This report will describe, dissect, and draw lessons from Connecticut's striking success in juvenile justice reform for other states and communities seeking similar progress. The first section details the timeline and dimensions of change in Connecticut's juvenile justice system over the past two decades. In 1992, Connecticut routinely locked up hundreds of youths -- many of them never convicted or even accused of serious crimes -- in decrepit and unsafe facilities while offering little or no treatment or rehabilitation. The state was one of only three in the nation whose justice system treated all 16- and 17-year-olds as adults -- trying them in criminal courts, with open records, and sentencing many to adult prisons without education or rehabilitative services designed for adolescents.
By 2002 there was a growing awareness that these problems could no longer be ignored. Over the decade that followed, a movement for sweeping reforms began to build momentum and take root. And by 2012, Connecticut had a strong commitment to invest in alternatives to detention and incarceration, improve conditions of confinement, examine the research, and focus on treatment strategies with evidence of effectiveness.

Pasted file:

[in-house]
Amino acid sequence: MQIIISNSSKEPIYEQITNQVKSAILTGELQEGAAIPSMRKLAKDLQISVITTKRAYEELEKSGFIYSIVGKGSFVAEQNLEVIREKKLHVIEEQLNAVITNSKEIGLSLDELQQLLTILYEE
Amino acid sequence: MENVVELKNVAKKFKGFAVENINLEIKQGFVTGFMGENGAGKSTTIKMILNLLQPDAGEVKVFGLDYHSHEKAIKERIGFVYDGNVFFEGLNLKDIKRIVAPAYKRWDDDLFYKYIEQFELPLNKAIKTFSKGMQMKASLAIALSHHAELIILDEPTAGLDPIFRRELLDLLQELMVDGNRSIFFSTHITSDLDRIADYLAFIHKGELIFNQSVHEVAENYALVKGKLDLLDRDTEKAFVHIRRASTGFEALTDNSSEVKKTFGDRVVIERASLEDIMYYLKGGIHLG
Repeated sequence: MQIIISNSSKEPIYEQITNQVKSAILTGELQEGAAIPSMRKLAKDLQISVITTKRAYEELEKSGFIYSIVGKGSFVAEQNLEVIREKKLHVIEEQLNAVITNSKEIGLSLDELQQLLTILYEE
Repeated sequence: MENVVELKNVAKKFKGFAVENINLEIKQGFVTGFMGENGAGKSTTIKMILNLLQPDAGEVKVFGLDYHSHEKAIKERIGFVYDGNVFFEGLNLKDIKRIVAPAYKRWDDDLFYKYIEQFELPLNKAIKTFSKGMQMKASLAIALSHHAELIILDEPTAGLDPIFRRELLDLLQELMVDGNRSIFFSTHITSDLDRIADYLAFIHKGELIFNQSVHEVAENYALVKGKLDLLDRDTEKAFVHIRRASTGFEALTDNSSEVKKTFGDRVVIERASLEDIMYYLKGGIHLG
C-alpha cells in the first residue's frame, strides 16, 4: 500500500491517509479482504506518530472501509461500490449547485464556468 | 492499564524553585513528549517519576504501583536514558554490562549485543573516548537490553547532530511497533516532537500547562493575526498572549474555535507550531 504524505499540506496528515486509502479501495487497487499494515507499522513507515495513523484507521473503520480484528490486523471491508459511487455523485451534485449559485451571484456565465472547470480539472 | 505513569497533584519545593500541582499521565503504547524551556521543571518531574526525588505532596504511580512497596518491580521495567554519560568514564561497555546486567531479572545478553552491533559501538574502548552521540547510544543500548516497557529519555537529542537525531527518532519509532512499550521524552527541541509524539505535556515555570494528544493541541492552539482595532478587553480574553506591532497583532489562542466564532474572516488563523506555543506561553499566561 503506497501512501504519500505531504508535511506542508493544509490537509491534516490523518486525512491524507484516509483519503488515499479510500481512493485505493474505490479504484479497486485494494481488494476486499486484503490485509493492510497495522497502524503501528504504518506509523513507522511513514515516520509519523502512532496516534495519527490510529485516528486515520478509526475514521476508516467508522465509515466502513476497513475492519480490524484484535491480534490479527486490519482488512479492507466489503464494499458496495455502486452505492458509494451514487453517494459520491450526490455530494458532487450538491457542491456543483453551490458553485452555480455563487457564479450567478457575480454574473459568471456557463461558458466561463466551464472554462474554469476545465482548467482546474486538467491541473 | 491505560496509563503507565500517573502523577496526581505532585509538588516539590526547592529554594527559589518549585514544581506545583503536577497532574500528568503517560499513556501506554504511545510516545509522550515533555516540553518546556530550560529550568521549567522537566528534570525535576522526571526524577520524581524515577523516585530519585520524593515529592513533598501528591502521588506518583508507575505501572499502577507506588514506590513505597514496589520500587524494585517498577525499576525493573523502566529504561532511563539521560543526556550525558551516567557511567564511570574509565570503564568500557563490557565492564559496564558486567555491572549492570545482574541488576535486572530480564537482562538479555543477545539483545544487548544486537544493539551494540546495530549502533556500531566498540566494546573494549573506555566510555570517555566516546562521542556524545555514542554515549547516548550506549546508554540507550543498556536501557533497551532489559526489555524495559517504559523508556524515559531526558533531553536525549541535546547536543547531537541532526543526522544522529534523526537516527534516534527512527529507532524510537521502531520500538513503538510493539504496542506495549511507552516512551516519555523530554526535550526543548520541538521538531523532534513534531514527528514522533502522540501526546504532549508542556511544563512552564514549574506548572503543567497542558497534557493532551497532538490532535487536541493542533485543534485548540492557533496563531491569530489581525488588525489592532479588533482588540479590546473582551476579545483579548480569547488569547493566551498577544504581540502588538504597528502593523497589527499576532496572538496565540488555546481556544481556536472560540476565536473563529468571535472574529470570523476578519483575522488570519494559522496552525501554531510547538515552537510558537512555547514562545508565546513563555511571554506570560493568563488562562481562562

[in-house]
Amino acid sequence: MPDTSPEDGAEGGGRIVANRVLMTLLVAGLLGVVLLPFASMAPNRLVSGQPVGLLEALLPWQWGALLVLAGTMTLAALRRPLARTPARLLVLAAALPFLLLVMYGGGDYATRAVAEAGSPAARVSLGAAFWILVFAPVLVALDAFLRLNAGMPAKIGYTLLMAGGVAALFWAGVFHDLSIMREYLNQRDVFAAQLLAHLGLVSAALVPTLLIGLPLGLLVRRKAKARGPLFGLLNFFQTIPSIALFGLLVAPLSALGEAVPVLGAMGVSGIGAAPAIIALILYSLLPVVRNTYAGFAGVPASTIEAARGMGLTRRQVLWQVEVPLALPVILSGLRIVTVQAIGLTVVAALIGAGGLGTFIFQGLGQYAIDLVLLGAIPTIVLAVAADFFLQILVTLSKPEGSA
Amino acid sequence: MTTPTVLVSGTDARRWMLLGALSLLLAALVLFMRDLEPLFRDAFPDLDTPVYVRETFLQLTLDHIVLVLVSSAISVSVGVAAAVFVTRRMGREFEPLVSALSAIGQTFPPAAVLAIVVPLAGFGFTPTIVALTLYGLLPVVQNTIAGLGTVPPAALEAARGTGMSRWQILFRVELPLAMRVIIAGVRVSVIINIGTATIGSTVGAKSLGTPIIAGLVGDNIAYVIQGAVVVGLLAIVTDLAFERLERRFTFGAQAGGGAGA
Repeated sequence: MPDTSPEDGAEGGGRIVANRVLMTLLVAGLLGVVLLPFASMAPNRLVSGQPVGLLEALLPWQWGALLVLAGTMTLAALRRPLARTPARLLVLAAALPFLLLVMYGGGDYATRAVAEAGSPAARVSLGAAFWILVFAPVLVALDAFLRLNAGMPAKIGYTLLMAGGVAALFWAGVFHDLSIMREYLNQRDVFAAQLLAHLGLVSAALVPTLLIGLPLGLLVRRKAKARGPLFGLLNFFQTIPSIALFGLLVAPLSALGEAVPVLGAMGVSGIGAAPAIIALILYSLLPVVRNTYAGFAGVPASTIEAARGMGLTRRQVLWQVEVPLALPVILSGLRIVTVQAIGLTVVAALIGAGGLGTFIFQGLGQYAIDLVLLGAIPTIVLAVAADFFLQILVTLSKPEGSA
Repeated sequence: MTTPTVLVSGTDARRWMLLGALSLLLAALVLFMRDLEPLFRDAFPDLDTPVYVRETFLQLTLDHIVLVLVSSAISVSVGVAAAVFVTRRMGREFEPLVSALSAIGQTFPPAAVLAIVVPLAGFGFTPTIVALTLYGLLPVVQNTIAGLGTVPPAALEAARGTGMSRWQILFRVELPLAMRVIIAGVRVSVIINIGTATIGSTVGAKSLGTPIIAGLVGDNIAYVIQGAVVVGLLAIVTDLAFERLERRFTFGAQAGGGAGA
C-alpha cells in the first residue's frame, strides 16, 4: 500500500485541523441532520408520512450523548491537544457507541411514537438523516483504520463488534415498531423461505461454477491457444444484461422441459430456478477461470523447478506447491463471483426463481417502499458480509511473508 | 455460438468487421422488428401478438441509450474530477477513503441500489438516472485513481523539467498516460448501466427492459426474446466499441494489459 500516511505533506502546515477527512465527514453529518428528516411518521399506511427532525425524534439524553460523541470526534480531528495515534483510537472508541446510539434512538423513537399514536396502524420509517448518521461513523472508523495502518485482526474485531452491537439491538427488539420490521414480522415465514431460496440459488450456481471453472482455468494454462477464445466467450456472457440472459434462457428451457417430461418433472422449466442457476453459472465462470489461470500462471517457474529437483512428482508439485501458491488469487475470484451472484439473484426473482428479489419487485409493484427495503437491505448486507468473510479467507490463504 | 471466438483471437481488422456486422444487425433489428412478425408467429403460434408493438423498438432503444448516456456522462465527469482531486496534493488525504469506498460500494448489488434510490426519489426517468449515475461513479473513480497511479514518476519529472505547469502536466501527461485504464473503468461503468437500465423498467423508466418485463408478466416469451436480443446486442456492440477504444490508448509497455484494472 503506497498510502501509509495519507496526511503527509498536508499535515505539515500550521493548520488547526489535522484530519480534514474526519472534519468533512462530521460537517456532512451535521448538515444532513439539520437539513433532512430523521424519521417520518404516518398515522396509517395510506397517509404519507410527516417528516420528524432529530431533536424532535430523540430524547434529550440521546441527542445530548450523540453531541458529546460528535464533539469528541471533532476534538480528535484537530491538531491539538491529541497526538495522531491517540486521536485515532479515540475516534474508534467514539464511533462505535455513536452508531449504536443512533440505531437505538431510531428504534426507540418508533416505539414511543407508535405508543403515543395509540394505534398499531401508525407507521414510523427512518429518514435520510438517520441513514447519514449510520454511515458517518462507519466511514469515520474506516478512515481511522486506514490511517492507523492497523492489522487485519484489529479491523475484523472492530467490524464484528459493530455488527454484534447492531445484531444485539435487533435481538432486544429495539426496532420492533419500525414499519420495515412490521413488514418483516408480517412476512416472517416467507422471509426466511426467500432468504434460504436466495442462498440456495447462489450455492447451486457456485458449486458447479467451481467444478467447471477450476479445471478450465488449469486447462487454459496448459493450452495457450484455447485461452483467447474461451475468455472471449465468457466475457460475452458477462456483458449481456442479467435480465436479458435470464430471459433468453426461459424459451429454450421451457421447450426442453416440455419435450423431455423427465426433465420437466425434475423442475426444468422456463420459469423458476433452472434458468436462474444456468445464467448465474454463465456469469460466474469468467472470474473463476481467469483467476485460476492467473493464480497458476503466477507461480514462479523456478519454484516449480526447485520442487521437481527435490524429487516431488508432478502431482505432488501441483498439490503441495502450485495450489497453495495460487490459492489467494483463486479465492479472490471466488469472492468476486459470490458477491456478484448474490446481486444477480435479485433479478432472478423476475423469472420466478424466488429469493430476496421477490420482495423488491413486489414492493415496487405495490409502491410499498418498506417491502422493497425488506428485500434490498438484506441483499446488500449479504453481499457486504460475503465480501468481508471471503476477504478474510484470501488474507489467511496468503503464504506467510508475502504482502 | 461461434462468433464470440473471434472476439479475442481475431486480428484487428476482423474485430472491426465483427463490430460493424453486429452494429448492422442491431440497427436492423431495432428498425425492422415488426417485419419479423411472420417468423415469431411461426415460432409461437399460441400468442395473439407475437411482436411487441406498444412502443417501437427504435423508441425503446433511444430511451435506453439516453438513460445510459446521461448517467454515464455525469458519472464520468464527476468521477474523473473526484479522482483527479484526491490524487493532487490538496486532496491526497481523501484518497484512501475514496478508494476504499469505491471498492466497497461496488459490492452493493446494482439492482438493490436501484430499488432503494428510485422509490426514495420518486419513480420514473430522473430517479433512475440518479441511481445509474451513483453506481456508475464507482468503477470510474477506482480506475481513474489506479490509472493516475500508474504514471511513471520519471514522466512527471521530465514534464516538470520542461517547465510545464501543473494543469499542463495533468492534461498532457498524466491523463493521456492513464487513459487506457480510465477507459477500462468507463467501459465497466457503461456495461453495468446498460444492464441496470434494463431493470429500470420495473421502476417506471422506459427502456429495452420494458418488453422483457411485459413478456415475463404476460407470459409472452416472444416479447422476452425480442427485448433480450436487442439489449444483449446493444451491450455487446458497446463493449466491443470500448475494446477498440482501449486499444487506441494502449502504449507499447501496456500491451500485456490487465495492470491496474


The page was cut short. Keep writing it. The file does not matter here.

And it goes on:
Most impressively, these changes have been accomplished in Connecticut without any added financial cost, and without any increase in juvenile crime or violence. To the contrary, the costs of new programs and services for Connecticut's court-involved youth have been fully offset in the short-term by reduced expenditures for detention and confinement, and promise additional savings down the road as more youth desist from delinquency and crime. Arrests of youth have fallen substantially throughout the reform period, both for serious violent crimes and for virtually all other offense categories as well.
The report then looks under the hood of Connecticut's reform efforts and explores the critical factors underlying these accomplishments. The discussion begins by detailing the main elements and key champions of progress and by identifying the turning points that built momentum toward reform.
The report's final section explores what other states or local jurisdictions can learn from Connecticut's experience. The most important lesson, it finds, is that a new and vastly improved juvenile justice system is within reach for any jurisdiction that summons the energy and commitment, the creativity and cooperative spirit to do what's best for their children, their families, and their communities.